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Hoquiam Farmer’s Market News – Spooner-ful Edition

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The Spooner Raspberry season is winding down, next week may be the last of the raspberries.  Friday morning is the beginning of Blueberry season, and we can make a fabulous offer for you Blueberry fiends who can’t get enough of this berry!  A twenty pound box of Blueberries for $60.00- now that’s a deal!  The offer is good for orders only, be sure and let us know if you want t box.
The flats and half flats will be the same price as Raspberries; $19.50 and $12.00.
These berries are coming to us from the Black River Blues Blueberry Farm.
We have a full range of great Garlic this week- petite heads all the way to enormous elephant garlic the size of a softball!  Green Beans are especially good right now, priced at only $2.89 for certified Organic.
Your favorite yellow Crookneck Squash makes a delectable stir fry, especially if you add some of Ruth’s Zucchini, Pat’s Sugar Snap Peas, and of course, garlic.  Toss in some of Anthony’s sausage and you have a meal fit for a Food Network star.  
Pickling Cucumbers can also be ordered by the box- with the caveat that these are not certified Organic.  I won’t put them out on the tables due to that, but will special order them and sneak them into your car.  Don’t tell anyone.
Dill is also here, only $2.99 for a large bunch.  
Gary has been promising to bring corn over from Wenatchee any day now, I’ll keep you posted.
We went on vacation last week- lucky you, here is my report on the perfect week!
Once each year we make The Great Escape.  The anticipation of shedding our dependence upon modern civilization is the bait that sees me through stress-filled days.  As the time of our departure grows near, my well-worn checklist becomes committed to memory.  The basics have long since been set aside in bear proof containers, and the ugly but serviceable old van has been checked out by the dependable team at our favorite service department, who deem it drivable for yet another year.
Then there are the treats that I stockpile for this trip.  Special books, a pretty vase, and always- my recent issues of Victoria magazine.  I have the last three issues set aside, ready for each page to be savored.  I love good magazines, so why is it that so many are set aside for this particular time?  Here is my stack of Mary Jane’s Farm, Smithsonian Magazine, Cooks Illustrated, and Mother Earth News, all untouched, all dearly loved, all of them filled with such great articles that I refuse to allow them to be quickly skimmed and then cast aside.  These are magazines which define my everyday life.  All the more reason to hoard them for a time when life slows to a pace that was normal one hundred years ago.  Once we arrive, I put a few in my backpack and hike to the river.  The spot called ‘Ranger Hole’ sits perched above the Duckabush River, where dragonflies make elegant sweeping turns above the churning waters.  The river here is forced into a deep chasm , the damp canyon walls dotted with delicate Maidenhair fern, Vine Maple, Ocean Spray, stunted Cedars, and Faerie Bells.  Here it is that I find complete serenity.  Out come the hoarded magazines and I am free to absorb the wisdom of other women who are consciously striving to achieve a well crafted life.  It seems that the key lies in simplicity and embracing the opportunities that exist right in front of us.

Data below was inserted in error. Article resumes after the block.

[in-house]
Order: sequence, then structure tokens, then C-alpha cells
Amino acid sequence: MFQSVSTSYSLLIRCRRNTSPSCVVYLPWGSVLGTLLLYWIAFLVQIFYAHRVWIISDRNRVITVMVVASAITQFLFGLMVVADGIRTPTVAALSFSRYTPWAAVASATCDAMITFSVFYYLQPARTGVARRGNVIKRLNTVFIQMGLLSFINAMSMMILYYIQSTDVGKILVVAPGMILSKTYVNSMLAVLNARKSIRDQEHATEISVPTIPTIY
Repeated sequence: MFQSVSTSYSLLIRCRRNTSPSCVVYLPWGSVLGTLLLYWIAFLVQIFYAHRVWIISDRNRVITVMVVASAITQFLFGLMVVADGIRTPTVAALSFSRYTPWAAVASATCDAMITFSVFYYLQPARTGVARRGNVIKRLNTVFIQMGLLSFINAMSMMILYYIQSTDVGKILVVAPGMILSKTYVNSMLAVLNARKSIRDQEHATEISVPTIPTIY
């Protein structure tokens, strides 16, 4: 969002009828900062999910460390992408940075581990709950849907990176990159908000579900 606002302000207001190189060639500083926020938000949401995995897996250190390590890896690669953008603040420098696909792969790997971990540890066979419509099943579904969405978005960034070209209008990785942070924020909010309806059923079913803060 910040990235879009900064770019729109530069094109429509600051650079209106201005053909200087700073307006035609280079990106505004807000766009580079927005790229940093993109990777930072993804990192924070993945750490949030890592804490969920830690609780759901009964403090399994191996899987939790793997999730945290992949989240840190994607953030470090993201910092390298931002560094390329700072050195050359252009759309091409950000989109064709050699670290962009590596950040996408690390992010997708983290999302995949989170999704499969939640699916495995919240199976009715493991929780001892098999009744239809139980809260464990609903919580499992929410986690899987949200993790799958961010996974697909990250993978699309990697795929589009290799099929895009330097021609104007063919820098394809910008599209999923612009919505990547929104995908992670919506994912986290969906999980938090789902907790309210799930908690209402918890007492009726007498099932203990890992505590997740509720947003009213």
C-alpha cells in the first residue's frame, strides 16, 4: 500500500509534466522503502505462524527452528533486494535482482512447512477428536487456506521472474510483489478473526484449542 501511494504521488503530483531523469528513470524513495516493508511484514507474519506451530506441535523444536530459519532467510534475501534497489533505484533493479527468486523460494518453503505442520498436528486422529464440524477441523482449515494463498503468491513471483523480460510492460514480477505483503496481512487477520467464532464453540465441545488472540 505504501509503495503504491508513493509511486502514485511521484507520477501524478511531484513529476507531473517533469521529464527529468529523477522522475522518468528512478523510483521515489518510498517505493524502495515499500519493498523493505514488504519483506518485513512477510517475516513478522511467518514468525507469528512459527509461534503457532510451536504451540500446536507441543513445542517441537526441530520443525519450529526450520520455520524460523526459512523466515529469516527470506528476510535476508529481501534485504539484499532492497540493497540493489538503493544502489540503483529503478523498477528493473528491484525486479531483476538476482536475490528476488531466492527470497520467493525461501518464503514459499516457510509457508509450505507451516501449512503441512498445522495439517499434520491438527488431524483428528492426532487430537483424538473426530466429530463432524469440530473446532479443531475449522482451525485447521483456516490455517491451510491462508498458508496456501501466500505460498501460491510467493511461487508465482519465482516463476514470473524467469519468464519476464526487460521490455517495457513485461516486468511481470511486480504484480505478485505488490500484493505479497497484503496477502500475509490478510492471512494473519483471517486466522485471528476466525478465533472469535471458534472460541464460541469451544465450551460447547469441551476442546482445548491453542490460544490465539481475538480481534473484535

Then there are the treats that I stockpile for this trip.  Special books, a pretty vase, and always- my recent issues of Victoria magazine.  I have the last three issues set aside, ready for each page to be savored.  I love good magazines, so why is it that so many are set aside for this particular time?  Here is my stack of Mary Jane’s Farm, Smithsonian Magazine, Cooks Illustrated, and Mother Earth News, all untouched, all dearly loved, all of them filled with such great articles that I refuse to allow them to be quickly skimmed and then cast aside.  These are magazines which define my everyday life.  All the more reason to hoard them for a time when life slows to a pace that was normal one hundred years ago.  Once we arrive, I put a few in my backpack and hike to the river.  The spot called ‘Ranger Hole’ sits perched above the Duckabush River, where dragonflies make elegant sweeping turns above the churning waters.  The river here is forced into a deep chasm , the damp canyon walls dotted with delicate Maidenhair fern, Vine Maple, Ocean Spray, stunted Cedars, and Faerie Bells.  Here it is that I find complete serenity.  Out come the hoarded magazines and I am free to absorb the wisdom of other women who are consciously striving to achieve a well crafted life.  It seems that the key lies in simplicity and embracing the opportunities that exist right in front of us.